Snooze University
Tools

PLMS Index: How to Intrepret It

by Dale Cudmore | Updated: Mar 14, 2022

Periodic limb movements during sleep (PLMS) are often recorded on sleep studies.

They’re usually not the most important thing in sleep study results, but can be an indication of an underlying condition like sleep apnea or a neurological disorder.

Let’s go through some basic questions about what the PLMS index is, and how to interpret it correctly.

What is The PLMS Index?

During a sleep study, data on leg movements can be collected using electromyography (EMG).

A PLMS is typically counted as a series of leg movements that are 0.5 to 5 seconds in length, and are separated by 5 to 90 seconds.

The PLMS index is simply the total amount of periodic limb movements per hour of sleep. Note that

How is PLMS Measured?

While not every sleep study will include PLMS, most do.

You’ll likely see a section labeled “PLM” or “PLMS” or “PLMS Index” on your sleep study results.

What Is a “Normal” PLMS Index Score?

According to the International Classification of Sleep Disorders (ICSD) evaluation of PLMS, scores can be interpreted in 3 categories (1):

  • Normal: PLMS index of less than 5
  • Mild: PLMS index of 5-25
  • Severe: PLMS index of 50+

Note that the actual criteria for a “severe” diagnosis also includes a PLMS arousal index score of over 25; we’ll look at what this means shortly.

How Common is PLMS?

PLMS is fairly common, it’s currently estimated to occur in 4-11% of adults (2).

While PLMS is rare in people under 30 (about 2%), PLMS to some degree is extremely common in older people. It appears that PLMS occurs in over 30% of people that are 65 or older (4).

There’s no significant difference in PLMS rates between men and women.

It doesn't always cause sleep issues, and doesn’t always require treatment.

What is Periodic Limb Movement Disorder?

Periodic limb movement disorder, or PLMD, is not particularly common.

It’s the diagnosis given when someone has sleep issues like insomnia or hypersomnia along with a high PLMS index, that can’t be explained by other sleep conditions.

In most cases, a high PLMS is caused by other more common sleep conditions like sleep apnea or narcolepsy. But when all those are ruled out, PLMD is typically the diagnosis given.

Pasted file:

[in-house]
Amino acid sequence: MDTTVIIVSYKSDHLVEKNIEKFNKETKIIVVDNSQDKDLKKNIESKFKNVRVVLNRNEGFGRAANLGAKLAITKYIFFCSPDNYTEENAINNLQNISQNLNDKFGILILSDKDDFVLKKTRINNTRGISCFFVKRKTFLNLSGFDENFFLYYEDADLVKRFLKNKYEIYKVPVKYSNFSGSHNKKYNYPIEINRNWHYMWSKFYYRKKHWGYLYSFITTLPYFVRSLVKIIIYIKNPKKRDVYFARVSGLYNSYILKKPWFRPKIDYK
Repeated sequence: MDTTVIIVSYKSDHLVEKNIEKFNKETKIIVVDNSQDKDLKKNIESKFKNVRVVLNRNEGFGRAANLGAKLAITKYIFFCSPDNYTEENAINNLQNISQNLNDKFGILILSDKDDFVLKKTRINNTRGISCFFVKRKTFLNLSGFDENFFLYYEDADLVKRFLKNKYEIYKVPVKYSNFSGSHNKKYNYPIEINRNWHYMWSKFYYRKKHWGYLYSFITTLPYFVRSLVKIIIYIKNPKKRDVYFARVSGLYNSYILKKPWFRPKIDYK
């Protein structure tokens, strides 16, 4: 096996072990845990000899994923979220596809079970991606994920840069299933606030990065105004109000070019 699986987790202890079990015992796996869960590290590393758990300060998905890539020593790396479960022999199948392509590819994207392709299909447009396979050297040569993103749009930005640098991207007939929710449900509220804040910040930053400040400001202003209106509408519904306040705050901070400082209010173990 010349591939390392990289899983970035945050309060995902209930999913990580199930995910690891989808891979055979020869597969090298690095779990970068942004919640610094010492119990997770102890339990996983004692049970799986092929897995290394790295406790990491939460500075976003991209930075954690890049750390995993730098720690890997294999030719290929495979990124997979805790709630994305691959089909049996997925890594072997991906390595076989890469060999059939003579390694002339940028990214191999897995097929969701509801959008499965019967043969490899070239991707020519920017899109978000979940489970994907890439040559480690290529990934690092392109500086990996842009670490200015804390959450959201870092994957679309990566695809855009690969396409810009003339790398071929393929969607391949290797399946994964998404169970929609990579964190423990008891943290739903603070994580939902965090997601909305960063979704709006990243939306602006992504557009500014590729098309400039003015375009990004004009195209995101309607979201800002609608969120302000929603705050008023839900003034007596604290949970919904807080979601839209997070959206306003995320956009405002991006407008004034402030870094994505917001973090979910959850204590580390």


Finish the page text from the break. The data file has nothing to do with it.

Is the PLMS Index Different From the PLMA Index?

Earlier, we looked at how the classification of PLMS index scores can also depend on a PLMS arousal index score.

This is also often written as PLMA.

Arousal in this context refers to the periodic movement causing someone to gain some level of consciousness within 3 seconds of the PLM. Therefore, the PLMA index score is at most the same as the PLMS index score, but typically lower.

How Is PLMD Related to Restless Leg Syndrome?

While closely related, PLMD is a different disorder than restless leg syndrome (RLS).

PLMD requires that sleep issues also occur, while RLS can occur without significant sleep issues, and can even occur while awake during the day.

It is estimated that over 80% of patients with RLS also have PLMD (3). Typically, PLMD is seen as a symptom of RLS, rather than an independent comorbidity.

References

  1. Moderate to Severe Periodic Limb Movement Disorder in Childhood and Adolescence
  2. Periodic leg movements in sleep and periodic limb movement disorder: Prevalence, clinical significance and treatment
  3. Merck Manuals
  4. PLMS and PLMW in Healthy Subjects as a Function of Age

Medical Disclaimer: The information on SnoozeUniversity.com is not intended to be a substitute for physician or other qualified care. We simply aim to inform people struggling with sleep issues about the nature of their condition and/or prescribed treatment.


About the authorDale is the founder of Snooze University and a sleep researcher. I overcame my sleep issues and now I'd like to help you do the same by summarizing the latest sleep studies for you.